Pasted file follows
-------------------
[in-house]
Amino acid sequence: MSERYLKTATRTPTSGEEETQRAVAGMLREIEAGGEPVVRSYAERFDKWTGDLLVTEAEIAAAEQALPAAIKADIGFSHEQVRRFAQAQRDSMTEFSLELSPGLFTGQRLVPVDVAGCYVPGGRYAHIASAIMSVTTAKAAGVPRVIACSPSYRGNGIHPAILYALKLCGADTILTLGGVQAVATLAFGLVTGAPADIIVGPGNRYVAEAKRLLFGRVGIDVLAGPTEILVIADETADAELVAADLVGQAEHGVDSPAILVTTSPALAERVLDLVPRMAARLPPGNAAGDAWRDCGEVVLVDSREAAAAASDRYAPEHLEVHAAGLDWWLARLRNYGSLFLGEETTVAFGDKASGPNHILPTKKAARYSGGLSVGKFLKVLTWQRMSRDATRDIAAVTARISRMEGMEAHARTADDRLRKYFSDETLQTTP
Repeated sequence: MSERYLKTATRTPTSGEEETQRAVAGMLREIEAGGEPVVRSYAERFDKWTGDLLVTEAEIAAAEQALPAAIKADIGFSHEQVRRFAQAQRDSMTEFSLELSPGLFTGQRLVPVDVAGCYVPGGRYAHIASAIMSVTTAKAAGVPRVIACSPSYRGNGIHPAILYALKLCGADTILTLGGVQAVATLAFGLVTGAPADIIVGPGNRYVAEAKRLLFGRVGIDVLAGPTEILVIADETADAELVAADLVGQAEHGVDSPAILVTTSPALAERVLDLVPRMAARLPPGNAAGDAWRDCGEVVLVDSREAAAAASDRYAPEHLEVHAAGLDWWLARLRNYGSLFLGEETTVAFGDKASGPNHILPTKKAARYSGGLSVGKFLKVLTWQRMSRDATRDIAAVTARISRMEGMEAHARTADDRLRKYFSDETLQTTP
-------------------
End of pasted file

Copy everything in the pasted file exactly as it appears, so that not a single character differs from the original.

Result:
[in-house]
Amino acid sequence: MSERYLKTATRTPTSGEEETQRAVAGMLREIEAGGEPVVRSYAERFDKWTGDLLVTEAEIAAAEQALPAAIKADIGFSHEQVRRFAQAQRDSMTEFSLELSPGLFTGQRLVPVDVAGCYVPGGRYAHIASAIMSVTTAKAAGVPRVIACSPSYRGNGIHPAILYALKLCGADTILTLGGVQAVATLAFGLVTGAPADIIVGPGNRYVAEAKRLLFGRVGIDVLAGPTEILVIADETADAELVAADLVGQAEHGVDSPAILVTTSPALAERVLDLVPRMAARLPPGNAAGDAWRDCGEVVLVDSREAAAAASDRYAPEHLEVHAAGLDWWLARLRNYGSLFLGEETTVAFGDKASGPNHILPTKKAARYSGGLSVGKFLKVLTWQRMSRDATRDIAAVTARISRMEGMEAHARTADDRLRKYFSDETLQTTP
Repeated sequence: MSERYLKTATRTPTSGEEETQRAVAGMLREIEAGGEPVVRSYAERFDKWTGDLLVTEAEIAAAEQALPAAIKADIGFSHEQVRRFAQAQRDSMTEFSLELSPGLFTGQRLVPVDVAGCYVPGGRYAHIASAIMSVTTAKAAGVPRVIACSPSYRGNGIHPAILYALKLCGADTILTLGGVQAVATLAFGLVTGAPADIIVGPGNRYVAEAKRLLFGRVGIDVLAGPTEILVIADETADAELVAADLVGQAEHGVDSPAILVTTSPALAERVLDLVPRMAARLPPGNAAGDAWRDCGEVVLVDSREAAAAASDRYAPEHLEVHAAGLDWWLARLRNYGSLFLGEETTVAFGDKASGPNHILPTKKAARYSGGLSVGKFLKVLTWQRMSRDATRDIAAVTARISRMEGMEAHARTADDRLRKYFSDETLQTTP